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By Bulbul Singh

11 Aug 08. Overseas defence companies operating in India can now start Banking Offsets. Overseas defence companies can now trade in offset credits and carry the credits forward by two years. The major policy initiative is expected to boost tie ups between overseas defence companies and Indian defence companies to commence joint production of weaponry and equipment, and instigate major maintenance jobs.

The new procedures are contained in the new Defence Procurement Procedures (DPP) 2008, which will come into effect from September 1st 2008. Only those cases in which a Request for Proposal (RFP) has been issued after 1st September 2008 will be processed as per the DPP 2008.

Offset banking will be permitted from the day DPP-2008 comes into effect. As per the procedures, the proposals for the banking of offsets will be submitted by the vendor to the Joint Secretary in the Ministry of Defence in a prescribed format. The banking proposal, when approved by the Ministry of Defence will give a unique Project Identification Number to each proposal.

Under banking offset, vendors are allowed to park money with banks in anticipation of future contracts, so that they need not have to manage money for the offset policy when the deal is clinched.

A vendor will be able to discharge banking offset credits for the Request for Proposals (RFPs) which are issued within the two financial years from the date of approval of the banked offset credits; the cut off date would be 1st April and 1st October. As such, offset credits which have been banked on or after 1st April 2009, for example, would be valid for discharge against RFP issued up to 30th September 2011. Similarly offset credits banked on or after 1st October 2009 would be valid for discharge against RFPs issued up to 31st March 2012.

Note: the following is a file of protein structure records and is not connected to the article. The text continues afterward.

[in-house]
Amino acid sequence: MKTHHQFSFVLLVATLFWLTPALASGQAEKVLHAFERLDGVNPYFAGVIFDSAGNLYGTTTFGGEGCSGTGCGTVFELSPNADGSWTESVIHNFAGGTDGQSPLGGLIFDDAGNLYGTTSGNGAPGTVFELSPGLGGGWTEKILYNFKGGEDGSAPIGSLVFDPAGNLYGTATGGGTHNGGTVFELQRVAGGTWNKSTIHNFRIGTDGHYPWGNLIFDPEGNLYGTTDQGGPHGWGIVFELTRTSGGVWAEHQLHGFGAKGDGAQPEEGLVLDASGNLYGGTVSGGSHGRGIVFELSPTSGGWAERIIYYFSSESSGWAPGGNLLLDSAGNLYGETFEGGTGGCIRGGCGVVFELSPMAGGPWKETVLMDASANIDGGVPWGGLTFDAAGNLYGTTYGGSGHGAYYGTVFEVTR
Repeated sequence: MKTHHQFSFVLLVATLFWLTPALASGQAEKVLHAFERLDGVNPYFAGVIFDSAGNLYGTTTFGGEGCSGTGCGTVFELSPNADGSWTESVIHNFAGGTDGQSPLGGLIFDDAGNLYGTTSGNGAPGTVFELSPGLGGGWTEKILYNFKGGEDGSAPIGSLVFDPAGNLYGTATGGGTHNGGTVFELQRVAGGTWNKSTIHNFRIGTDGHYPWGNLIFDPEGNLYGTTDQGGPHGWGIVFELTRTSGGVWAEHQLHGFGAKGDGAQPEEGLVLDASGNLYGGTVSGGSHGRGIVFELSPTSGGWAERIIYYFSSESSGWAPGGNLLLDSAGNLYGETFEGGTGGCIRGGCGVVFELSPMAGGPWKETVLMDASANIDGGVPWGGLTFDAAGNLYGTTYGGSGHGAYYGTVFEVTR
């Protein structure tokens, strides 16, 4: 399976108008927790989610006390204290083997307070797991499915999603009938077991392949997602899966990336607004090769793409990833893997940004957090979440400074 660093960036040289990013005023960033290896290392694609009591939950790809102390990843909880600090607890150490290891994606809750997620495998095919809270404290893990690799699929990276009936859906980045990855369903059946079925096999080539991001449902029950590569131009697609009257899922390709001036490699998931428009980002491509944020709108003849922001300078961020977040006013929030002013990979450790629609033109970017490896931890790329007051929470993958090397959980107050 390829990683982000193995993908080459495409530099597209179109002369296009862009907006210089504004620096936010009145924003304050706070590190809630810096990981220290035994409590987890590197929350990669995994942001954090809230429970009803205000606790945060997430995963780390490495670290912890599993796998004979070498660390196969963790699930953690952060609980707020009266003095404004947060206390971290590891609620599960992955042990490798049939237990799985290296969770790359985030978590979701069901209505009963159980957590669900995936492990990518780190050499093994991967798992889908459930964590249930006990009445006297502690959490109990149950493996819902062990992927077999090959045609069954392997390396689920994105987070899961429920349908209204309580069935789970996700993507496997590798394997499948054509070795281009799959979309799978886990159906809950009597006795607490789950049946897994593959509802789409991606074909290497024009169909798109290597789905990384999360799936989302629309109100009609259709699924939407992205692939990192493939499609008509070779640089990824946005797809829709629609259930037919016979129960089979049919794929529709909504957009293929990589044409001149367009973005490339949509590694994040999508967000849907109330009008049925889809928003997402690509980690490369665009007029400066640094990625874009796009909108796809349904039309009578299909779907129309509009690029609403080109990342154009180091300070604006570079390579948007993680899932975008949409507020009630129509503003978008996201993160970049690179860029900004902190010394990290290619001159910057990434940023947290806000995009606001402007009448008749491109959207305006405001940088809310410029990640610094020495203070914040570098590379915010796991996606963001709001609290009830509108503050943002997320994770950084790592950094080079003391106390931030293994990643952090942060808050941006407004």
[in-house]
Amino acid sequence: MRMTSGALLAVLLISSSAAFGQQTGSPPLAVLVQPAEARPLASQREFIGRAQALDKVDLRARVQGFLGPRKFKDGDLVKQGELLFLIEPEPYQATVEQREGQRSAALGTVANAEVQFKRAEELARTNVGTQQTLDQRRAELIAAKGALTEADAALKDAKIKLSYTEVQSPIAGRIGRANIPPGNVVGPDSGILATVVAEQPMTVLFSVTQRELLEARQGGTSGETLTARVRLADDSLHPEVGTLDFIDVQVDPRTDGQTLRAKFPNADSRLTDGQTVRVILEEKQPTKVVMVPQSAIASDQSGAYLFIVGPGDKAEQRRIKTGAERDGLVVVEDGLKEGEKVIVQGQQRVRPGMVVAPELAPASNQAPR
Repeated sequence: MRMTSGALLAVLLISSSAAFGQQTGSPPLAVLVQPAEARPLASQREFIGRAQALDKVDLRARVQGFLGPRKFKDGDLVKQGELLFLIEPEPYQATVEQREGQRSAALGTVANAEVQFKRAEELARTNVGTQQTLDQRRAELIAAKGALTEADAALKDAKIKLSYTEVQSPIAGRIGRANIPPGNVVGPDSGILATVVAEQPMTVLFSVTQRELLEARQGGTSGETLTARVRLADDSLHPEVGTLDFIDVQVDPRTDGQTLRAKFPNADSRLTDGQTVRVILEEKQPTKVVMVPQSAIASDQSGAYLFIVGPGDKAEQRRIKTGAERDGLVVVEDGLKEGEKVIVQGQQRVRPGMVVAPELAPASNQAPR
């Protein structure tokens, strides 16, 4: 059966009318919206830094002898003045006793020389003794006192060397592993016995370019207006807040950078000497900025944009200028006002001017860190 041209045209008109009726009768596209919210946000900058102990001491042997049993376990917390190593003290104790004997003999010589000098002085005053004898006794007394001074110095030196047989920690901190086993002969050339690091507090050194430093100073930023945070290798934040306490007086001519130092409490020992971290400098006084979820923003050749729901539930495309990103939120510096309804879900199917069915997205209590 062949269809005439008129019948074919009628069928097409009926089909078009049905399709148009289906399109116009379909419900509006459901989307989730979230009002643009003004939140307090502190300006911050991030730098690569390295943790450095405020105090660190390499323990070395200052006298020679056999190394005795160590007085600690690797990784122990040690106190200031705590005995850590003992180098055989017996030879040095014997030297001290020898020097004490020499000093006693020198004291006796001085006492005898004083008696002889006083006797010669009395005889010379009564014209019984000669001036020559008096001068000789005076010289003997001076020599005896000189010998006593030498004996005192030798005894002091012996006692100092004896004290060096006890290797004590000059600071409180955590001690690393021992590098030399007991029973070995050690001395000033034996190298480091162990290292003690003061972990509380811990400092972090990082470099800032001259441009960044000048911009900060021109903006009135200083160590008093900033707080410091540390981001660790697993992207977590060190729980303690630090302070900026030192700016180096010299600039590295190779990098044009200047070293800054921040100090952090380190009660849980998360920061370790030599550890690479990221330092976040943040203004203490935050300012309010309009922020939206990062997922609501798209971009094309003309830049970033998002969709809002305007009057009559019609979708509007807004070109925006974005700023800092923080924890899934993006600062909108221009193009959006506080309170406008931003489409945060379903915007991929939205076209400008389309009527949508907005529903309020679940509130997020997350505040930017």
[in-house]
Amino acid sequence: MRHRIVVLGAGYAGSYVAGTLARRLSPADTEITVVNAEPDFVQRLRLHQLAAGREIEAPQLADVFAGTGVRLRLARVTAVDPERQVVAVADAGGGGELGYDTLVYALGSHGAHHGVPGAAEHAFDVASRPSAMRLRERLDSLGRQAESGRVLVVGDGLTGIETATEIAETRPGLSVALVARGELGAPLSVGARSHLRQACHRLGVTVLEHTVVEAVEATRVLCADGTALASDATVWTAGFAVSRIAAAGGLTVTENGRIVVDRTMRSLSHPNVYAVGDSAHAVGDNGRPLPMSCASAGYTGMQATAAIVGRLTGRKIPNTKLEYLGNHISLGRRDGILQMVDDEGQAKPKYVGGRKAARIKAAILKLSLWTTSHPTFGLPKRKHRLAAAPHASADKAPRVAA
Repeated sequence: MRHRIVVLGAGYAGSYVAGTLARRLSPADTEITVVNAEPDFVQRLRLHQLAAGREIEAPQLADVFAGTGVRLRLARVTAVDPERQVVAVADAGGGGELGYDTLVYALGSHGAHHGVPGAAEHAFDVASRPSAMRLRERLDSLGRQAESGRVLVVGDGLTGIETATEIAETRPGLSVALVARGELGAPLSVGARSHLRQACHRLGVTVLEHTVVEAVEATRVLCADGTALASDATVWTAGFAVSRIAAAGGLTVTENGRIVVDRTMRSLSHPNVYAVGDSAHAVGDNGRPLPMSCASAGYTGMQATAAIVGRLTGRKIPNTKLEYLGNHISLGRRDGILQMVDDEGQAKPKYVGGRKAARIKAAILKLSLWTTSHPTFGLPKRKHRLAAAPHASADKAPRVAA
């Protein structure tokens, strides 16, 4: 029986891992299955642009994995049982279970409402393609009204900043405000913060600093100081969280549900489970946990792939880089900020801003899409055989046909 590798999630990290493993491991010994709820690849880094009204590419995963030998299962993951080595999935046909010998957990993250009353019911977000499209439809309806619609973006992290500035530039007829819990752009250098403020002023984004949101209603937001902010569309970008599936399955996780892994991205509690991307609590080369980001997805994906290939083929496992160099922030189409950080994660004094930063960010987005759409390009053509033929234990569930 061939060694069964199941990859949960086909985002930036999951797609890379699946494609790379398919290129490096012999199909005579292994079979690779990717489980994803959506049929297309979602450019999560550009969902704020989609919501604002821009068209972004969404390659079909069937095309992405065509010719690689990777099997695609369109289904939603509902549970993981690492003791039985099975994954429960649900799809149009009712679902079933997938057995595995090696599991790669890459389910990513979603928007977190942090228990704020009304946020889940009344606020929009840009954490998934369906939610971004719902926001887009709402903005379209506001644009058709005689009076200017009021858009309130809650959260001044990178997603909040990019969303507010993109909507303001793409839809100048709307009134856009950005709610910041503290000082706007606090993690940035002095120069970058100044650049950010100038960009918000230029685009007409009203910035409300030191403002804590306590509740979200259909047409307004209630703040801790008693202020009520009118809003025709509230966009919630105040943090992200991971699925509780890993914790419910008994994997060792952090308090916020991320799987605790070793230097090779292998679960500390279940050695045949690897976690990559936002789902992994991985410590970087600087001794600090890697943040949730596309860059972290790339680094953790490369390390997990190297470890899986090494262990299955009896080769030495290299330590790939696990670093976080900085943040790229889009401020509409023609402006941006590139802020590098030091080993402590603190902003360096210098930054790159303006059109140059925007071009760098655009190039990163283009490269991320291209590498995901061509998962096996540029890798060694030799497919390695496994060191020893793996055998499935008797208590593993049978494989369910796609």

Defence Offset Obligations under DPP-2008 can be discharged directly by any combination of the following methods:

(a) Direct purchase of, or executing export orders for, defence products and components manufactured by, or services provided by, Indian defence industries i.e Defence Public Sector Undertakings, the Ordnance Factory Board and private sector defence companies. For the purpose of defence offset, services will mean maintenance, overhaul, up gradation, life extension, engineering, design, testing of defence products, defence related software.

(b) Direct foreign investment in Indian organizations engaged in research and in defence R&D.
(c) Direct foreign investment in Indian defence industries for industrial infrastructure for services, and co-development of defence products.

There has been no change in limit of Offset in the new DPP-2008. As in earlier DPPs the offset clause would be applicable for all procurement proposals where indicative cost is $71.4m or more. The offset amount remains at 30 per cent. However, the offset per cent age can vary and can be above the 30 per cent limit.

With Indian defence exports estimated at around $50bn in the next five to seven years and defence offsets generating over $10bn, large numbers of Joint Ventures and MoUs are expected to be signed between overseas defenc majors with Indian defence companies, both in the private and the state-owned defence sector. “The inclusion of Banking offsets will create a rush of activity in the defence sector, particularly the Small and Medium Enterprises,” said a senior Indian defence ministry official.

The IT and electronic sector in India will be particularly benefited as several major tie-ups are expected with overseas defence majors in this sector, because of the well developed IT sector in India, said the Indian defence ministry official.

A senior Indian defence ministry official said they have received proposals from overseas defence majors including Lockheed Martin and Boeing and EADS to invest over $2bn in the Indian defence and aerospace sector, as a fo

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